Nobody Likes a Goody Two-Shoes
The term goody two-shoes is based on a children's story in which a poor orphan girl (Margery Meanwell) goes through life with only one shoe, but is eventually rewarded with a pair of shoes earning her the nickname Goody Two-Shoes. The phrase "goody two-shoes" refers to an excessively or annoyingly virtuous person, but has now come to include a connotation of insincerity (Source: Wikipedia).
A recent set of studies at Washington State University showed that not only are people who abuse a public good excluded from the group, but so are people who give too much toward the group, but use very little of that good. The fourth study in the set suggests that such behavior "is seen by some as establishing an undesirable behavior standard and by others as a rule breaker" (Parks & Stone, 2010). Regardless of the perception, people wanted this unselfish person removed from the group.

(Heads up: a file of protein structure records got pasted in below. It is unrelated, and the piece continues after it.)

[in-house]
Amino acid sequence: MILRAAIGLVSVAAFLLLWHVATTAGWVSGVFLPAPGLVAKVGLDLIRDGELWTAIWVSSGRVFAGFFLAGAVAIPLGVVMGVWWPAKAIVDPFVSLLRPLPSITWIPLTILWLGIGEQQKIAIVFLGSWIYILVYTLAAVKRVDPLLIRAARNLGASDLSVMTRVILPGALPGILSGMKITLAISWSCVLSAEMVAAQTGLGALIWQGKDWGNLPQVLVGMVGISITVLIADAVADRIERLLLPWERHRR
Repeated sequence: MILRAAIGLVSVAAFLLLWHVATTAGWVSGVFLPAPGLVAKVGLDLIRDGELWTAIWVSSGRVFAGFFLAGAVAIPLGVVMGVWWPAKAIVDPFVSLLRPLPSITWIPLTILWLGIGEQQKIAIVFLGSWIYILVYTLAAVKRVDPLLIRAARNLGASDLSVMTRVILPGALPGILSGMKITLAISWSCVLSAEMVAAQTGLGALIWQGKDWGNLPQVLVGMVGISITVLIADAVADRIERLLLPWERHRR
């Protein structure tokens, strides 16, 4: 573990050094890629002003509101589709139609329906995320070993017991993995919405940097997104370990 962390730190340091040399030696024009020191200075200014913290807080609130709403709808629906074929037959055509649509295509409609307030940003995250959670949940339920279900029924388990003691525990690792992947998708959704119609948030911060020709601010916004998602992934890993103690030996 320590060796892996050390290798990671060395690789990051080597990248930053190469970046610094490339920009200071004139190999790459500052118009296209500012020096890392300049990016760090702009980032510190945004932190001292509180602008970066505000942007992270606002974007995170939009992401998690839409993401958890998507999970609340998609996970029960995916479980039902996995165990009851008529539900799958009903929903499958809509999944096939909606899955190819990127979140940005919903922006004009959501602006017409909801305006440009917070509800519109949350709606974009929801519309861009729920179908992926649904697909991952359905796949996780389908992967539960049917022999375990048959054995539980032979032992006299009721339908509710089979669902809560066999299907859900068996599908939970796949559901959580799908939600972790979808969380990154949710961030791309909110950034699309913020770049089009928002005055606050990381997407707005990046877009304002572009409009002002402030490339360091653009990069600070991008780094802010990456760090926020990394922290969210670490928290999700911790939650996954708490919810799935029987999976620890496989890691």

I'm assuming that "establishing an undesirable behavior standard" means something like "setting the bar too high" or "making me look bad." Alternatively, people might assume mixed motives and become wary of such behavior.
Do you remember a situation in which you felt someone was being too unselfish? How did you react? Have you ever noticed you were being excluded after you behaved unselfishly? What could you do differently?
See Also #
Goody Two-Shoes at Project Gutenberg for the full text of the 1766 edition of the classic children's tale.
The History of Little Goody Two-Shoes at Wikipedia
Do-Gooders Get Voted Off Island First at ScienceDaily for a longer discussion.
Parks, C. D., & Stone, A. B. (2010). The desire to expel unselfish members from the group. Journal of Personality and Social Psychology, 99(2), 303-310.